Museum etiquette: The aesthetics of respecting art

How social media and influencer culture has impacted the ways we interact with works of art

With social media being a constant presence in our lives, it has seeped into areas where alternate forms of media and art are intended to be consumed. It’s common that when visiting a museum, there will be someone there with the intent to capture a “candid” image while posing in front of an interesting painting. This can create the narrative that the individual is someone who is more engaged with the opportunity to post an aesthetic photo than with the art itself. There are both benefits and drawbacks to publicizing museums, which warrants a conversation on whether or not there is a proper way to consume art.

The digital reproduction of art alters the way we view and learn about various forms of creativity. On one hand, it gives new meaning to artistic expression by making art more accessible. Those who cannot view a particular piece in person are made aware of its existence via social media. Museum visits become a more obtainable experience regardless of location, and the enjoyment of art is entirely dependent on the individual. As a matter of fact, this aesthetic has become so popular that Jan. 18 has been declared National Museum Selfie Day. Major museums are advertising this date as a source of encouragement for visitors to interact with art pieces in a more casual way. This then draws the public to the museums and promotes support for the arts, while removing the stigma of formality.

There truly is no correct way to consume or interpret art, as artworks are subject to multiple interpretations. They are also subject to individual taste, and the contextual significance of a work of art is unique to each viewer’s observations and feelings. In addition to this, it should be recognized that the ability to describe, analyze and interpret art is not a simple nor universal skill. Museum experiences can be as complex as the person wishes them to be.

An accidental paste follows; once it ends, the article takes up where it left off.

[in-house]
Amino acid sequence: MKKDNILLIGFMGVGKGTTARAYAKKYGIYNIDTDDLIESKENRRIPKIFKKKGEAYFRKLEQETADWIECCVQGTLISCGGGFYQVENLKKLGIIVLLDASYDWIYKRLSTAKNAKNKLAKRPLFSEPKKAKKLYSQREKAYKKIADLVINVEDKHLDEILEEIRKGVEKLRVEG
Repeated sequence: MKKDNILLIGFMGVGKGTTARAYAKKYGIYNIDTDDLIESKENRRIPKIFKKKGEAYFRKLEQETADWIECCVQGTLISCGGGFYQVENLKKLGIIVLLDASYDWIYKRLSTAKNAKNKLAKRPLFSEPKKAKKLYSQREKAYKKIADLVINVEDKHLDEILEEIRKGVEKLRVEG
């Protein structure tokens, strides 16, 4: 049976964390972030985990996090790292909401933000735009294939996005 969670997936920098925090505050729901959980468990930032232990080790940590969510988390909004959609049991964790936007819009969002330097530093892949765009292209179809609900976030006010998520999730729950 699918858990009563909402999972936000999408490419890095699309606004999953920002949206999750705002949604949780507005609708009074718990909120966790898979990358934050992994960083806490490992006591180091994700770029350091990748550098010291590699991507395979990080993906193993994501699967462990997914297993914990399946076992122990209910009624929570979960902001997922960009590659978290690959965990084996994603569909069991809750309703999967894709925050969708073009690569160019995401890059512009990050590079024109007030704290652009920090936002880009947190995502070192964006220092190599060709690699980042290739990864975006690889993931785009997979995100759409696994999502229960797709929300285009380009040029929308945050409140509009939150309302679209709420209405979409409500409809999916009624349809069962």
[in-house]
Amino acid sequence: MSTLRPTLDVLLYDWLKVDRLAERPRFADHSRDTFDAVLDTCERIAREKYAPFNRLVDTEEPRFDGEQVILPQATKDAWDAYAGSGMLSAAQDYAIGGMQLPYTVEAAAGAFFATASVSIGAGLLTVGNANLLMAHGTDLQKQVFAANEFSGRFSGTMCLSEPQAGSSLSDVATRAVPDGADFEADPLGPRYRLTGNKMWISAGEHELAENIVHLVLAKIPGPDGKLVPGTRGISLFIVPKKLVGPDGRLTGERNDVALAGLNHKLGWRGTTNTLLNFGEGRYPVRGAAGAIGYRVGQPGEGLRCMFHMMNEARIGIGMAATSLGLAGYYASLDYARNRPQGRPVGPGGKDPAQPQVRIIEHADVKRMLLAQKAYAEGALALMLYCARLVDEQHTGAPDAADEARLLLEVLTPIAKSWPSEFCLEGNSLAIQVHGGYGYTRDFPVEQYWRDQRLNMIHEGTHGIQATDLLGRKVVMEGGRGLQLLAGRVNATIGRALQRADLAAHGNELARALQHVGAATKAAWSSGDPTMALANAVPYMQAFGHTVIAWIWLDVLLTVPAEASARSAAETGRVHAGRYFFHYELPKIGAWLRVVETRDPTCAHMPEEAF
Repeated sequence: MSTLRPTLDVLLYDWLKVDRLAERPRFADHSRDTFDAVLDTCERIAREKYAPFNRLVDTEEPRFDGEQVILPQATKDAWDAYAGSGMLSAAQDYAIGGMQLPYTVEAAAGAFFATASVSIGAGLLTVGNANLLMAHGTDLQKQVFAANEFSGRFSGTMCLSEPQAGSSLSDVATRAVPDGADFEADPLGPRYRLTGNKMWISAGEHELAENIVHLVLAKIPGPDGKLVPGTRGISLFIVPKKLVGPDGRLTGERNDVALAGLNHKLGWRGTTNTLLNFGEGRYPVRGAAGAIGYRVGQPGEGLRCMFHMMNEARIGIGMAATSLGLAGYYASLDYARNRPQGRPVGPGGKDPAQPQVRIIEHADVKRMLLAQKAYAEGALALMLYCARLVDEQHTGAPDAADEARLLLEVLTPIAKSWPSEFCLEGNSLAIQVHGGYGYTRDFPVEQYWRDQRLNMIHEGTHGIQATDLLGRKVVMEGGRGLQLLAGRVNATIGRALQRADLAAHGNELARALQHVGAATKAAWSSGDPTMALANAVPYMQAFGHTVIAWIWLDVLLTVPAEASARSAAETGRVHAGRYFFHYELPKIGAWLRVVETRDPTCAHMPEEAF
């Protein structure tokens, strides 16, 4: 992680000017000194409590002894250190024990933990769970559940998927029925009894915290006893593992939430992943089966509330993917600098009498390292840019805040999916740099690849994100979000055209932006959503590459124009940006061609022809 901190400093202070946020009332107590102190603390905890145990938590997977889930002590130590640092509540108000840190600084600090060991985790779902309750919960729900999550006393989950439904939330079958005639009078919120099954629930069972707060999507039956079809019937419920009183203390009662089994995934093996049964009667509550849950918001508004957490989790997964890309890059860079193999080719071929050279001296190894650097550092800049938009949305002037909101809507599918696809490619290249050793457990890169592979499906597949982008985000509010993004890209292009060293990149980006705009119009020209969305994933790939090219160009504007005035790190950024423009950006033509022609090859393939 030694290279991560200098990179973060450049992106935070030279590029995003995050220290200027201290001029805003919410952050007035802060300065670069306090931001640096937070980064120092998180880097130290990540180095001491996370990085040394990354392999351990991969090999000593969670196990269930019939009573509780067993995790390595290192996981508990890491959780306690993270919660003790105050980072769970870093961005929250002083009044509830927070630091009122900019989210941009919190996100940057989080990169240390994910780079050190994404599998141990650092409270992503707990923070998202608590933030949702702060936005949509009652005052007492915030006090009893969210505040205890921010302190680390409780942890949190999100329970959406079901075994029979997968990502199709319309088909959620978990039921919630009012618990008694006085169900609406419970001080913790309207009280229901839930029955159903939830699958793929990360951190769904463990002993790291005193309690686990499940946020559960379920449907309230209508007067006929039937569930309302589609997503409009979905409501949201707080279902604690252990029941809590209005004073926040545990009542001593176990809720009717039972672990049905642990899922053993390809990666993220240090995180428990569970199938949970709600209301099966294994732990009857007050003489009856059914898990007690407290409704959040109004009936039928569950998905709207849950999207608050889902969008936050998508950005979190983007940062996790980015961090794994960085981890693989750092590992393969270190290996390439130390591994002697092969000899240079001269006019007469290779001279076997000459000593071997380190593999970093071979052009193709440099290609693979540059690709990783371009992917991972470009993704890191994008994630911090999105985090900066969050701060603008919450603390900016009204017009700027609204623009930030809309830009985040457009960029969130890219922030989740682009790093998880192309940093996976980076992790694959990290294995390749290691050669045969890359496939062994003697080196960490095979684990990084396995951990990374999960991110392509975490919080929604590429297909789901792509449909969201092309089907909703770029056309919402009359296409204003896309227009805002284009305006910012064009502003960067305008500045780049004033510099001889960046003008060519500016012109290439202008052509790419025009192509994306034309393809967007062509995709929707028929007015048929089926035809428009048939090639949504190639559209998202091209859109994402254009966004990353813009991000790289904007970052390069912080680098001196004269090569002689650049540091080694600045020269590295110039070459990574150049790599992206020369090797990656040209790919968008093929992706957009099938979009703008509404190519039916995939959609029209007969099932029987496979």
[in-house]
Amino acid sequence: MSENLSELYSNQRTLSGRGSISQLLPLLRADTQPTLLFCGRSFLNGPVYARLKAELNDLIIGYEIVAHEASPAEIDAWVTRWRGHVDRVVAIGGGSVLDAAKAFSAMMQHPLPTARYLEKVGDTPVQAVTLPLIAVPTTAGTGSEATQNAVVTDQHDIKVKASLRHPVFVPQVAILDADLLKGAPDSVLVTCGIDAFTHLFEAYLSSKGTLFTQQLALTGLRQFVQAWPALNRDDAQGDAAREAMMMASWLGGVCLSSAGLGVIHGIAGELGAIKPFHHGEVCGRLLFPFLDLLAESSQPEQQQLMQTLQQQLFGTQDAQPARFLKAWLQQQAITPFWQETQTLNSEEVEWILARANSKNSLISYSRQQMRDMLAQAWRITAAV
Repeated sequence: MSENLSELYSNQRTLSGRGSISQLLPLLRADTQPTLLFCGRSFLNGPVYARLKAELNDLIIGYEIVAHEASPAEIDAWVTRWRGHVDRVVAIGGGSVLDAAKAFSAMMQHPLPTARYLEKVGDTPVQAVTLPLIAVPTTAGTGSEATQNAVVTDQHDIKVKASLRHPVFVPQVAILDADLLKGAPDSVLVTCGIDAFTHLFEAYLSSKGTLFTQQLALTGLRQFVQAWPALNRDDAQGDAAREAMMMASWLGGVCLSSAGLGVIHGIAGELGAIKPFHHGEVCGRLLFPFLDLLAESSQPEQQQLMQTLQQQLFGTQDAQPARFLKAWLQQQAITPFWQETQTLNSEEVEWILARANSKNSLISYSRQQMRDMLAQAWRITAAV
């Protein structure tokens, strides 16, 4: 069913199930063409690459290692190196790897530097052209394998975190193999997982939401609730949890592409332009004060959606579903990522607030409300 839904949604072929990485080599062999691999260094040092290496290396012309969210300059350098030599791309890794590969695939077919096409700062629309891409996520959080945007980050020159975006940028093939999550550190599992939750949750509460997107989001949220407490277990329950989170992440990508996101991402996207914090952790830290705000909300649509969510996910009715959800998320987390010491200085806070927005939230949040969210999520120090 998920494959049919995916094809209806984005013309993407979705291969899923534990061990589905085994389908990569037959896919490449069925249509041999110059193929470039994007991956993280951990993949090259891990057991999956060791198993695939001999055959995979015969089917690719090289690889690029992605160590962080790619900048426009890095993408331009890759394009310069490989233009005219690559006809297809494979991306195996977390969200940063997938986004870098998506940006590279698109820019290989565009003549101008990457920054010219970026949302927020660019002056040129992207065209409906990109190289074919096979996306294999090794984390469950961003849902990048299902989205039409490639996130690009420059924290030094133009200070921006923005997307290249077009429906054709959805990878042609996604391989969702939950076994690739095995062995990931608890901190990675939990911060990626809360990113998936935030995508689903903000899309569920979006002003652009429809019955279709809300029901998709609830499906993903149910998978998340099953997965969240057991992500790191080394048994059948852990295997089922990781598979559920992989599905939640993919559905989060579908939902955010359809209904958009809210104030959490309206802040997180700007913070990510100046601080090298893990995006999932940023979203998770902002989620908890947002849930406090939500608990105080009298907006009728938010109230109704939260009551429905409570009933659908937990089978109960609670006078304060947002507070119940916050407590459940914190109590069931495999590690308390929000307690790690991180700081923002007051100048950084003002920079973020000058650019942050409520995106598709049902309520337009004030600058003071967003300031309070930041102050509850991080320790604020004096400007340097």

Ultimately, there must be a proper display of respect for the effort and meaning an art piece holds to its creator. Art is created from a willingness to communicate one’s emotions on a visual scale. The artist’s intentions may be to evoke a specific reaction from the viewer or to convey a message. However, it is becoming increasingly difficult to communicate between the artist and the viewer when there is a phone screen separating the two parties.

In a TED talk titled “Art in the Age of Instagram,” Jia Jia Fei, Guggenheim Museum digital strategist, introduced the concept of “I came, I saw, I selfied.” The lecture focused specifically on the impact social media has on the attraction of visitors to art museums. Fei says that this vain viewpoint on artistic experiences perpetuates the idea that it is more important to provide proof that you were at a location than it is to educate others on various works of art. She says that the images are “non-vicarious,” meaning that they are less than the experience itself.

Museum trips have consequently become a pleasure-seeking outing for those looking for gratification from social media. Visitors spend more time planning and executing the perfect pose to make it appear as if they are naturally observing the artwork when in reality, their intentions are elsewhere. The concept of positive reinforcement is applicable in this scenario, as the individual is fully aware that the act of posting and receiving numerous likes from this visit will be rewarding to them. Whether it is intended to be an ego boost or a means of gaining attention is dependent on how the individual wishes to be perceived by their following.

This brings about the question: Will museum-goers’ experiences be permanently altered in the age of social media?

This question shouldn’t necessarily have negative connotations. It could simply suggest that there will be an increased amount of museum visitation and support of the arts as individuals are made more and more aware of exhibits through social media.

Nevertheless, the idea that social media could drive the modern evolution of art history does not please many. Despite any change that may occur, I believe that the concept of museum etiquette and respect for the visual and contextual significance of art being displayed should be preserved. It takes personal vulnerability for an artist to create and display their work, making it worth much more than an Instagram backdrop.